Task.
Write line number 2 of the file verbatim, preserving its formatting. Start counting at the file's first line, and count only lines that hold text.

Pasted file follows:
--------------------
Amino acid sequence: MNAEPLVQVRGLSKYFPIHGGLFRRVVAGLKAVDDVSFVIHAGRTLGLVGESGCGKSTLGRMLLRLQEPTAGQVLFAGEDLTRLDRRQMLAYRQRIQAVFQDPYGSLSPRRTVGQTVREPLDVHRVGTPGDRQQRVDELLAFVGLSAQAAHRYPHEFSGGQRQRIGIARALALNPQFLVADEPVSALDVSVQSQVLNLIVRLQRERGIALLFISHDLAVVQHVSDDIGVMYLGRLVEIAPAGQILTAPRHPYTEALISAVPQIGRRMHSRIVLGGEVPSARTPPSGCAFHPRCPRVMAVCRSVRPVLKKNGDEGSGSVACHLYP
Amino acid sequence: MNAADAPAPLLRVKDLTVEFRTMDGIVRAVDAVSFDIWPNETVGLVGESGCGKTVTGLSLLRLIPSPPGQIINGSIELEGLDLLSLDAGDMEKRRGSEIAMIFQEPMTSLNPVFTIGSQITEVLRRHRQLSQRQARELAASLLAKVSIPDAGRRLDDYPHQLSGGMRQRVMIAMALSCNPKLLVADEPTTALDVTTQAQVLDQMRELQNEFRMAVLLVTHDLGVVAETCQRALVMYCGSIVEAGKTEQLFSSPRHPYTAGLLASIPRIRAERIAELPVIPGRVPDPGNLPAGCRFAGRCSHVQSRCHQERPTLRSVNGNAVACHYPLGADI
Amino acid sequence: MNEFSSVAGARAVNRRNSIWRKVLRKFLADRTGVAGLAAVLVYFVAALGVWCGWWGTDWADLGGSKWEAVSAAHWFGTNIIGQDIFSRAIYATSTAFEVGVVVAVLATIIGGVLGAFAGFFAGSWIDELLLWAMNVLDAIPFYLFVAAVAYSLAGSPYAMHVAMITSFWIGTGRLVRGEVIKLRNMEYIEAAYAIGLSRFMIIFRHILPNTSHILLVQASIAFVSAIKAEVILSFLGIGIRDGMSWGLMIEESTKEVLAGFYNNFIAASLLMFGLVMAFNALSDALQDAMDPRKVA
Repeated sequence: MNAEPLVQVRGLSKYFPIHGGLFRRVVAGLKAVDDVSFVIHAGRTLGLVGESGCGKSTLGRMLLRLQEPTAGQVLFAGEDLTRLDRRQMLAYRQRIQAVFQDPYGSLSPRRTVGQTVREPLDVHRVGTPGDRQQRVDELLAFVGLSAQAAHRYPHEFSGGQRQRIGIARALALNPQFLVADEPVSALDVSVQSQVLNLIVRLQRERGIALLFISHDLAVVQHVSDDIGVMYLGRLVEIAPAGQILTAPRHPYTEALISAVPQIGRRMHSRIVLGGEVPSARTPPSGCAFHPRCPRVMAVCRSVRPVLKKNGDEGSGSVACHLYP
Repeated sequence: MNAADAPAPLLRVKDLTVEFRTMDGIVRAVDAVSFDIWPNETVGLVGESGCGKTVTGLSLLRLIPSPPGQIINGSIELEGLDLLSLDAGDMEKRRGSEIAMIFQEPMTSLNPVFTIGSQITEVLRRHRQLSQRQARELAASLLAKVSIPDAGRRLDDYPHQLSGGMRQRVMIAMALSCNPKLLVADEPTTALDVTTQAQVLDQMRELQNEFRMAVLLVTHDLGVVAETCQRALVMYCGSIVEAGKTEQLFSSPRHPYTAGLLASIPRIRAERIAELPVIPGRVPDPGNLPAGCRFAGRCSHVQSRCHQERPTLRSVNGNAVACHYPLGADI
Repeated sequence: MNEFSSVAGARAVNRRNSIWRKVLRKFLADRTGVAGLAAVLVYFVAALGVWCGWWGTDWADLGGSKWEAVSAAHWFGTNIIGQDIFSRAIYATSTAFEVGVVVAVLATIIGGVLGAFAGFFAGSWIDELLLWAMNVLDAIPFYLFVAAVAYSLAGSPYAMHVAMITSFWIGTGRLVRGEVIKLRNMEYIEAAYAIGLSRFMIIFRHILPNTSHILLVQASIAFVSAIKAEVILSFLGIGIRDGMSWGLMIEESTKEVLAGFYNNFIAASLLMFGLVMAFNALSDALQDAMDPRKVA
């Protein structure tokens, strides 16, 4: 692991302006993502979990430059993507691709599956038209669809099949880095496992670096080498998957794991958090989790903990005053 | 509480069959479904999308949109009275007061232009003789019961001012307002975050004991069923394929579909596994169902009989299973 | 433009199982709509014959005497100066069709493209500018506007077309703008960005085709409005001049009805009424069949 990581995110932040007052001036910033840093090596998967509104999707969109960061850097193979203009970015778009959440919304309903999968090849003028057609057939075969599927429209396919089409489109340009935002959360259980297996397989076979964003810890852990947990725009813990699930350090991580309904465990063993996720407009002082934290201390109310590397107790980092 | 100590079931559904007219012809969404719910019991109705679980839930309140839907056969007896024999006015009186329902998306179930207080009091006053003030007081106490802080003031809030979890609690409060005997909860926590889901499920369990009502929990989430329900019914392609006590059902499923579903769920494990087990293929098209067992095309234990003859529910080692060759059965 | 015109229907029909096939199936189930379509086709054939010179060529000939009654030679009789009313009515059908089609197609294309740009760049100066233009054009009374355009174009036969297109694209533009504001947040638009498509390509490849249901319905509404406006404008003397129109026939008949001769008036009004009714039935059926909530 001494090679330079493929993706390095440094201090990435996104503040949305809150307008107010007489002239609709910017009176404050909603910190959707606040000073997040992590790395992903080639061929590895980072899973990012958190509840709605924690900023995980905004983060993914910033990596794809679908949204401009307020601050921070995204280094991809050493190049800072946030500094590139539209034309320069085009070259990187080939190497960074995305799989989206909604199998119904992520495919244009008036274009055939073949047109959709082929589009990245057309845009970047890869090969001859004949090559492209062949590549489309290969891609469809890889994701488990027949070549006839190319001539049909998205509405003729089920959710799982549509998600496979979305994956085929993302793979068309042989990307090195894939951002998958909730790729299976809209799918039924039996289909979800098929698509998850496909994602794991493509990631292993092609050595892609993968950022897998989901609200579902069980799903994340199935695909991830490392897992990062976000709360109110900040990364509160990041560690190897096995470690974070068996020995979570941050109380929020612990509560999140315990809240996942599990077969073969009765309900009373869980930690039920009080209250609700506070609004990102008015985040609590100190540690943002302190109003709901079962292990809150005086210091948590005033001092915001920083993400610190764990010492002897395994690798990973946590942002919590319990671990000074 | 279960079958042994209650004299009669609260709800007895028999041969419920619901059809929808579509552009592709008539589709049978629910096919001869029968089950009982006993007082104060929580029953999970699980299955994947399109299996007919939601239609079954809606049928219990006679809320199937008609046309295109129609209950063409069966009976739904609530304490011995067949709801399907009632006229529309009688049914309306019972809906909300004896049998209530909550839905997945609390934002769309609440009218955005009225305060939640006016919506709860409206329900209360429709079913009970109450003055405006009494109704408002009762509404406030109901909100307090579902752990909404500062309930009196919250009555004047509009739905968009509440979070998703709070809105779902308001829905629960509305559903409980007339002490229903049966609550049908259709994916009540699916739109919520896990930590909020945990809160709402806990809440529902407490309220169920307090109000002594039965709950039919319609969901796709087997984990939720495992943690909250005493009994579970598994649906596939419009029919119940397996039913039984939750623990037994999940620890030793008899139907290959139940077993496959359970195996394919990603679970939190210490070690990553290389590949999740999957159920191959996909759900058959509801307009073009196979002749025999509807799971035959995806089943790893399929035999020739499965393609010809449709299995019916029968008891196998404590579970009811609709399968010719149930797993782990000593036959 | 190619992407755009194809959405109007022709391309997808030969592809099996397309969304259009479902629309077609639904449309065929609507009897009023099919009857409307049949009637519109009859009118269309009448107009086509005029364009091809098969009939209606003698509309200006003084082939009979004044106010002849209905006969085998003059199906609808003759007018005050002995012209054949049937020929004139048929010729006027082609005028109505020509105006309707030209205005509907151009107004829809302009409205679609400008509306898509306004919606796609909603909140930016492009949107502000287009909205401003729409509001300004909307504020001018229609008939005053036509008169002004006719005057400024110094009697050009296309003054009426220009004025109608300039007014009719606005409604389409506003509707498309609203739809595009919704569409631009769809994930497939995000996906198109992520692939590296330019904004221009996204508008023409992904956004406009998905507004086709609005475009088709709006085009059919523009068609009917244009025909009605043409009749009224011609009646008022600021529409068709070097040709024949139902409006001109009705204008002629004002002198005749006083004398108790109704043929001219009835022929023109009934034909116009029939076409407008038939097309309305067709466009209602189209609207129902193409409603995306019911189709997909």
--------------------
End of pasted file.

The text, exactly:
Amino acid sequence: MNAADAPAPLLRVKDLTVEFRTMDGIVRAVDAVSFDIWPNETVGLVGESGCGKTVTGLSLLRLIPSPPGQIINGSIELEGLDLLSLDAGDMEKRRGSEIAMIFQEPMTSLNPVFTIGSQITEVLRRHRQLSQRQARELAASLLAKVSIPDAGRRLDDYPHQLSGGMRQRVMIAMALSCNPKLLVADEPTTALDVTTQAQVLDQMRELQNEFRMAVLLVTHDLGVVAETCQRALVMYCGSIVEAGKTEQLFSSPRHPYTAGLLASIPRIRAERIAELPVIPGRVPDPGNLPAGCRFAGRCSHVQSRCHQERPTLRSVNGNAVACHYPLGADI